Monday, October 31, 2011
Posted by Jason Dunn in "Digital Home Talk" @ 09:00 AM
Intel's second generation Core i-series processors, referred to by us geeks as "Sandy Bridge CPUs", brought with them a significant boost in overall processing power. What really got me curious though was Intel's QuickSync technology. Intel has a page on their Web site that talks about this technology, but I wanted to dig deeper so I reached out to Intel Canada and Joe Ellis, Market Development Manager for Intel Canada, responded.
DHT: A key feature in the second generation of Intel Core processors, known as Sandy Bridge CPUs in the tech circles, is the inclusion of an on-chip graphics processor. One of the benefits of this integration is Intel's Quick Sync video technology. Can you describe what Quick Sync technology is and how it works? Why is it better that a straight CPU-based video encode?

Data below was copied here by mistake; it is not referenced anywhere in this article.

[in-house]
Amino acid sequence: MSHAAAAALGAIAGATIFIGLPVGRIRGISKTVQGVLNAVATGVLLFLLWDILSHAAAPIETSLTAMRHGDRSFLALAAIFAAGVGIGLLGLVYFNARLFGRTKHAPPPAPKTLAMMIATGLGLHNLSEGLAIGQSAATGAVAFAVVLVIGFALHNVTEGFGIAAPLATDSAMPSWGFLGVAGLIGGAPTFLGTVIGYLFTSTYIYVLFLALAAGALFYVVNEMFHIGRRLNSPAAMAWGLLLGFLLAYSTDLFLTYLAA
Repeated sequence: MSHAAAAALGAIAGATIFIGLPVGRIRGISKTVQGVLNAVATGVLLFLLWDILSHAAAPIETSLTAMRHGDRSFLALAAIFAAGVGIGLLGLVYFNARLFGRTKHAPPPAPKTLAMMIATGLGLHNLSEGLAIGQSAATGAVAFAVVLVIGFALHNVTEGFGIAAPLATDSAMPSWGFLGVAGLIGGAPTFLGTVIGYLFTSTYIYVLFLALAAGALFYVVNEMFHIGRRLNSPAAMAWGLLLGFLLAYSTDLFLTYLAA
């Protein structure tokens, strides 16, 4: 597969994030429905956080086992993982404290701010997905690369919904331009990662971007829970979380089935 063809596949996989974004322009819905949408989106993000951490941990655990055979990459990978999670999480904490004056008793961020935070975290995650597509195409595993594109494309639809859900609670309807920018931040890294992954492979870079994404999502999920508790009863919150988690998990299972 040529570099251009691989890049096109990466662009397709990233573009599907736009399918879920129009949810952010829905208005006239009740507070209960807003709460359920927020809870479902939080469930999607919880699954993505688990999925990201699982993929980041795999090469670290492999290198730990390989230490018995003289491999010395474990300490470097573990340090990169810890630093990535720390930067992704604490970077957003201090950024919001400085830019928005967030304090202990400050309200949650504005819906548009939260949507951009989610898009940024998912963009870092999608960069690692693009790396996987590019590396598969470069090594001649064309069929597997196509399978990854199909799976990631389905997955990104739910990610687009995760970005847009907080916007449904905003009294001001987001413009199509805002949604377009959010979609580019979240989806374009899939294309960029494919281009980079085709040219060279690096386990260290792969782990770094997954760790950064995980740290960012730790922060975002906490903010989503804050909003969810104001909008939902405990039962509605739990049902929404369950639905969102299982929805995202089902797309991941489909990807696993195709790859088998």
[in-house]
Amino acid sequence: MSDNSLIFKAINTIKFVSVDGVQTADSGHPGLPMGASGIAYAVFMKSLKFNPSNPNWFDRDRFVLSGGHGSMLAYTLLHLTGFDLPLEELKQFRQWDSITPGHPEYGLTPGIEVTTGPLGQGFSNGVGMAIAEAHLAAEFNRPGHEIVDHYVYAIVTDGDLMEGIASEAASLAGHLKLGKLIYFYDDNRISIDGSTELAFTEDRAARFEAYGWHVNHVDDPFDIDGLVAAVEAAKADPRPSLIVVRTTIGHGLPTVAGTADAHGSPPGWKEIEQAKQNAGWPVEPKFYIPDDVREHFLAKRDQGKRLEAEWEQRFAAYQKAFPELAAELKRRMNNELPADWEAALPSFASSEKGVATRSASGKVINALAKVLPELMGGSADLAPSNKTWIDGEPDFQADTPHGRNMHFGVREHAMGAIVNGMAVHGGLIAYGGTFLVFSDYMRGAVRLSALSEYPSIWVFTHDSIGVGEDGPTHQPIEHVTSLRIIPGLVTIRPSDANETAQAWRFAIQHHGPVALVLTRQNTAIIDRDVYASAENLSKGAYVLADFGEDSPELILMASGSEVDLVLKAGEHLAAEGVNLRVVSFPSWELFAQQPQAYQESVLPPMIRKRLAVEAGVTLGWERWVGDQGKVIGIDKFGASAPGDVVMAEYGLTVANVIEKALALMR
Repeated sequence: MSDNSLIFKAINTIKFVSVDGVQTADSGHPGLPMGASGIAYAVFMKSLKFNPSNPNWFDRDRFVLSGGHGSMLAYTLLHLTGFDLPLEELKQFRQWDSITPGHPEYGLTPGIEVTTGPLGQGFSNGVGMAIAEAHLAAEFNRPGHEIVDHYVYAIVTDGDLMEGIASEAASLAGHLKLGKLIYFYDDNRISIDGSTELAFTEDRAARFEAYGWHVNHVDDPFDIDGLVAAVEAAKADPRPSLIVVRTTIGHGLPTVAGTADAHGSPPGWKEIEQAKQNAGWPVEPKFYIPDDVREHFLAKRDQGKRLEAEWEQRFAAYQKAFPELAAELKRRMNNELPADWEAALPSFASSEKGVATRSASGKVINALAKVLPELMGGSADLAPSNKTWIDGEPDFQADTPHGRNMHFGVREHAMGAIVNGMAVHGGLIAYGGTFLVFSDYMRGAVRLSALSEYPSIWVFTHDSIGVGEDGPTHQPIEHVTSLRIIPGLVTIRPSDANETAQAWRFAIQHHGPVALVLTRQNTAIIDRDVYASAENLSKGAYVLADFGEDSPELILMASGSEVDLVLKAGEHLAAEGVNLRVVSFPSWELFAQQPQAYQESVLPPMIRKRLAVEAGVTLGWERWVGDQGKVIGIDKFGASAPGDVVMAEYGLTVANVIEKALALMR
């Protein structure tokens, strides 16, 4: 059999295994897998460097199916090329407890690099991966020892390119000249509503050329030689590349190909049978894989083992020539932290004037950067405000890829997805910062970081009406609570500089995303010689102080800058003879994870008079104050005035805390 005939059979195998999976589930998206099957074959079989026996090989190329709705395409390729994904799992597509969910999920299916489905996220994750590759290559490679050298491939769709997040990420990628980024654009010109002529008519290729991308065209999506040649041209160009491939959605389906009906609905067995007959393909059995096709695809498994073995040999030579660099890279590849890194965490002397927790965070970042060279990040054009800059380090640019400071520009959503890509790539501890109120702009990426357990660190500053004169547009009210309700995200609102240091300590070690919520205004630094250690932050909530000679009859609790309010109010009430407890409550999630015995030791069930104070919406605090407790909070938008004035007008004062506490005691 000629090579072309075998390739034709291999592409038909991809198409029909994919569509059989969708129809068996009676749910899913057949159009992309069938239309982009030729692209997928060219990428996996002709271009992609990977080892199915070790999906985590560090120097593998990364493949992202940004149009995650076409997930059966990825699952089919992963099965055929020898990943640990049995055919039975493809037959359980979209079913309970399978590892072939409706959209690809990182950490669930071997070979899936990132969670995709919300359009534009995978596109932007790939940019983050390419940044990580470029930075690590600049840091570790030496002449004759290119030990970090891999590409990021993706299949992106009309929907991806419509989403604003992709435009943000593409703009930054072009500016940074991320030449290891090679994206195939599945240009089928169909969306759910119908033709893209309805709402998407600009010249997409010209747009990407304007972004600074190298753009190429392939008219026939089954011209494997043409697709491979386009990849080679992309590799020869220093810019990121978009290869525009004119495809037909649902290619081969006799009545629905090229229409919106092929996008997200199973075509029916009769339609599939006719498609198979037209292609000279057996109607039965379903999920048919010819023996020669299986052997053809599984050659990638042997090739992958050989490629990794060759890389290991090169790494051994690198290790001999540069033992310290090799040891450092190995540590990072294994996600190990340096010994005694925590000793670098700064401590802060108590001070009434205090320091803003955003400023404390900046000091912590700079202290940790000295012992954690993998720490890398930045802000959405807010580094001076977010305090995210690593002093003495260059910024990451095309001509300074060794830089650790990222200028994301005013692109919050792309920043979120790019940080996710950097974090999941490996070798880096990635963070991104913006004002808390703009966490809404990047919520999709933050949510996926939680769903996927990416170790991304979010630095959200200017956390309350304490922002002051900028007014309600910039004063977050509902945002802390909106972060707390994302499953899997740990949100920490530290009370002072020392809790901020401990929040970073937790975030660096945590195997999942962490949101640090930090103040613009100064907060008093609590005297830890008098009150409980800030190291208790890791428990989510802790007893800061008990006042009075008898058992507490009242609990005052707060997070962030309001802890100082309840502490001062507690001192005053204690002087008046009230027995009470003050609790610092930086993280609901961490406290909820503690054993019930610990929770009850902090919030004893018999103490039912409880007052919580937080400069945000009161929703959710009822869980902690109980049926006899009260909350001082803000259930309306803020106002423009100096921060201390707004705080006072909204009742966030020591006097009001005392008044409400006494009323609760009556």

ELLIS: "Intel Quick Sync Video has often been described as "hardware acceleration" technology built into 2nd Gen Intel Core processors. This is partially correct. Traditional hardware acceleration has been enabled through software optimizations for general-purpose CPU resources otherwise shared with multiple PC functions. This approach was widely adopted with the first MMX instruction set in 1995, and resulted in much faster multimedia rendering and playback times - though often at the expense of other computing functions waiting for those same computing resources. Subsequent Intel CPU generations introduced ever more powerful instructions and architectural advancements to accelerate a variety of parallel tasks, but always using processor resources common to every task." Read more...